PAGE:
ACAP Breeding Sites No. 21. Heard Island, the only sub-Antarctic island with an active volcano

Heard Island Barbara Wienecke 1s 

Australia’s sub-Antarctic Heard Island is situated in the southern Indian Ocean.  It covers about 368 km².  Its highest peak is Big Ben, shown here, an active volcano 2745 m high.  The island’s climate is strongly influenced by its mountains and the permanent ice cover. In 1947, the glaciers covered some 70% of the island’s surface but are now retreating.  The island is usually covered in low cloud bringing frequently rain and strong winds.  Along with the nearby McDonald Islands it is an Australian Commonwealth Marine Reserve (which includes surrounding waters extending in some directions to the Exclusive Economic Zone boundary) established in 2002 and has been a World Heritage Site (which includes territorial waters) since 1997.  Heard has supported four species of ACAP-listed albatrosses and petrels, although one of them may no longer breed.

Heard Island Rogers Head Barbara Wienecke 3s 

Rogers Head is a prominent headland at the northern end of the peninsula between Atlas Cove and Corinthian Bay.  It was named after the Rogers family. Captain E.D. Rogers was the first to land at Heard Island in 1855 and Captain J.H. Rogers led the first wintering party to the island.

 Wandering Albatross Heard Island Gavin Johnstone s

Photograph taken in 1980 by the late Gavin Johnstone

In 1980, a male Wandering Albatross Diomedea exulans banded at Macquarie Island was sighted on a nest.  In January 2001 only a nest mound was found.  Whether the species continues to occur on Heard is currently unknown.

Black-browed Albatross  Heard Island RK s 

Photograph by Roger Kirkwood

Around 600 pairs of Black-browed Albatrosses Thalassarche melanophris breed at Heard Island in four distinct colonies three of which are situated on the Laurens Peninsula in the north and one colony is at Henderson Bluff on the west coast of the island.  Another 100 pairs are probably located at the nearby McDonald Islands.  Black-browed Albatrosses tend to forage in the waters around Heard Island during chick rearing although some birds make trips towards the Kerguelen Archipelago to the north.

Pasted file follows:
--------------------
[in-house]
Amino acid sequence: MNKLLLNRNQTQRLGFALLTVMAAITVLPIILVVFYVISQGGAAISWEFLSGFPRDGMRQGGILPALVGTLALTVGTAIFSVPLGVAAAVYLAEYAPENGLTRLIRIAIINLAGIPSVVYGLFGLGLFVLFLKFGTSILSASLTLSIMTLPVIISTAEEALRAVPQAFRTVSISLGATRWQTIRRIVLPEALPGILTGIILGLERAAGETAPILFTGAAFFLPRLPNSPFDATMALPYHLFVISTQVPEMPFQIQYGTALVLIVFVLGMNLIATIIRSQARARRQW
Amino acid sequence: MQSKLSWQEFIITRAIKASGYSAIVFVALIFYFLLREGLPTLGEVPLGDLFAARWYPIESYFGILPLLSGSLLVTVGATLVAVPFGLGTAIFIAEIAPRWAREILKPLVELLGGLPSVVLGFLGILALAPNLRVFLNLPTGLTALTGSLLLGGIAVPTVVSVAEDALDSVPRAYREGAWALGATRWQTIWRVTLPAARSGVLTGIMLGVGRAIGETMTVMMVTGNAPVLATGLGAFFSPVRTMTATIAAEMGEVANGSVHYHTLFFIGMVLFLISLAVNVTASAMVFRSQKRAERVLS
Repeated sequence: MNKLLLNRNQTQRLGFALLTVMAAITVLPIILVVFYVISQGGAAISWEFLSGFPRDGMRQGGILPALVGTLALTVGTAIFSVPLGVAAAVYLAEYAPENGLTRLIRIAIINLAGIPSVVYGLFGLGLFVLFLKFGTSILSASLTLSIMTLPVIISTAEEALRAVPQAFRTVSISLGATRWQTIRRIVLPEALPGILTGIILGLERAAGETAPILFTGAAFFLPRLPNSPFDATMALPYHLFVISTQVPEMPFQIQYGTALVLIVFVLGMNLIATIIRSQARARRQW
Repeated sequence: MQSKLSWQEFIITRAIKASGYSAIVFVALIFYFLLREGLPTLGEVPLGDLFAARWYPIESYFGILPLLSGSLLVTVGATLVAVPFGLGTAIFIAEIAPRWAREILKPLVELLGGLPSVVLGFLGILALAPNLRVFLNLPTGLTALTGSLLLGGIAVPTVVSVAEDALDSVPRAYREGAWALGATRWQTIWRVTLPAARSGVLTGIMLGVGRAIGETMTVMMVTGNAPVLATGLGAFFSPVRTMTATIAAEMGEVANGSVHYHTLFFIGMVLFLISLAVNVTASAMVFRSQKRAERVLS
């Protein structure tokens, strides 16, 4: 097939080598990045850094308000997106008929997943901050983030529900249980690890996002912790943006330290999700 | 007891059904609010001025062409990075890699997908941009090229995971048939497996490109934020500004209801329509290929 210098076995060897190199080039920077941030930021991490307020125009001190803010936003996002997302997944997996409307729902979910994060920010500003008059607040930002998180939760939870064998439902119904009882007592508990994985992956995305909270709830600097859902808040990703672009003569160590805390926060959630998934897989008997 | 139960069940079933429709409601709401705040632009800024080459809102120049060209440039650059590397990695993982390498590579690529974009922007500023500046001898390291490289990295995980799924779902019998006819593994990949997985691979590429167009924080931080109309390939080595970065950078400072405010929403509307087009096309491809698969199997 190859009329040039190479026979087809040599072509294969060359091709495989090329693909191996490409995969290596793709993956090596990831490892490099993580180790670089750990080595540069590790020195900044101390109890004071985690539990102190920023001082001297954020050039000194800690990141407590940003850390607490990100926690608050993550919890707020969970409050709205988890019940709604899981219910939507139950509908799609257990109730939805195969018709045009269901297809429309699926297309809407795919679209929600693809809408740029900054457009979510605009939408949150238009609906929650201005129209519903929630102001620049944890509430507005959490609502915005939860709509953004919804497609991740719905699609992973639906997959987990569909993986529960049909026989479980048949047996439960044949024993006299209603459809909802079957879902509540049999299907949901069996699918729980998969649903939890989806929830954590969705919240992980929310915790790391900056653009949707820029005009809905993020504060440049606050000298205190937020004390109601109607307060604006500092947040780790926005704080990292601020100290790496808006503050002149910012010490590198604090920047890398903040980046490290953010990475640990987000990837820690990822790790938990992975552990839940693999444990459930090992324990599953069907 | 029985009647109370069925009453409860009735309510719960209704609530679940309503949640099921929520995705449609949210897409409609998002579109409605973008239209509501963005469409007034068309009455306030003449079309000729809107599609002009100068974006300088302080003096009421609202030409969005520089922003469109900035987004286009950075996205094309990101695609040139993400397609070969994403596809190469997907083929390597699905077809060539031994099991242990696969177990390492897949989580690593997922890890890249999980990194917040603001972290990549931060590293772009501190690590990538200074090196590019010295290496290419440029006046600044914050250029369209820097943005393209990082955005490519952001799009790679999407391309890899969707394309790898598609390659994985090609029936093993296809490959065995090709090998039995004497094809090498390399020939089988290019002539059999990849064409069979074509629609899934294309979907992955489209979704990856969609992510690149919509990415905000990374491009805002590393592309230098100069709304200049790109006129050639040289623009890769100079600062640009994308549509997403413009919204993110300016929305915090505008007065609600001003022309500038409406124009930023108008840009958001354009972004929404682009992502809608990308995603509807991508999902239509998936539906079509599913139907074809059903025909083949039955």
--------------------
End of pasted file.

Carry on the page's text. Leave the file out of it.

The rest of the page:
Light mantled Sooty Albatoss Heard Island RK s

Photograph by Roger Kirkwood

Light-mantled Sooty Albatrosses Phoebetria palpebrata forage along the southern boundary of the Antarctic Circumpolar Current during chick-rearing, well south of the island.  Some 500 pairs are estimated to breed on Heard in about 10 colonies around the island.  Precise numbers are difficult to obtain because of the steep and often inaccessible terrain where they nest.

Southern Giant Petrels Heard Island Barbara Wienecke s 

Photographs by Barbara Wienecke unless stated

Approximately 3000 pairs of Southern Giant Petrels Macronectes giganteus breed at Heard Island.  Here some adults found a young Southern Elephant Seal Mirounga leonina that fell off a cliff.  It only took a few hours for the carcass to be reduced to skin and bones.

Click here to read more about Heard and McDonald Islands.

Selected References:

Australian Antarctic Division 2005.  Heard Island and McDonald Islands Marine Reserve Management Plan.  Kingston: Australian Antarctic Division.  198 pp.

Department of Sustainability, Environment, Water, Population and Communities 2011.  National Recovery Plan for Threatened Albatrosses and Giant Petrels 2011-2016Hobart: Commonwealth of Australia.  30 pp.

Green, K & Woehler, E.J. (Eds) 2006.  Heard Island Southern Ocean Sentinel.  Chipping Norton: Surrey Beatty & Sons.  270 pp.

Kirkwood, R.J. & Mitchell, P.J. 1992.  The status of the black-browed albatross Diomedea melanophrys at Heard Island.  Emu 92: 111-114.

Lawton, K., Kirkwood, R., Robertson, G. & Raymond, B. 2008.  Preferred foraging areas of Heard Island albatrosses during chick raising and implications for the management of incidental mortality in fisheries. Aquatic Conservation: Marine and Freshwater Ecosystems 18: 309-320.

Woehler, E.J. 2006.  Status and conservation of the seabirds of Heard Island.  In: Green, K. & Woehler, E.J. (Eds) 2006.  Heard Island Southern Ocean Sentinel.  Chipping Norton: Surrey Beatty & Sons.  pp. 128-195.

Woehler, E.J., Auman, H.J. & Riddle, M.J. 2002.  Long-term population increase of black-browed albatrosses Thalassarche melanophrys at Heard Island, 1947/1948–2000/2001.  Polar Biology 25: 921-927.

Barbara Wienecke, Australian Antarctic Division, Kingston, Tasmania & John Cooper, ACAP Information Officer, 07 April 2013

The Agreement on the
Conservation of Albatrosses and Petrels

ACAP is a multilateral agreement which seeks to conserve listed albatrosses, petrels and shearwaters by coordinating international activity to mitigate known threats to their populations.

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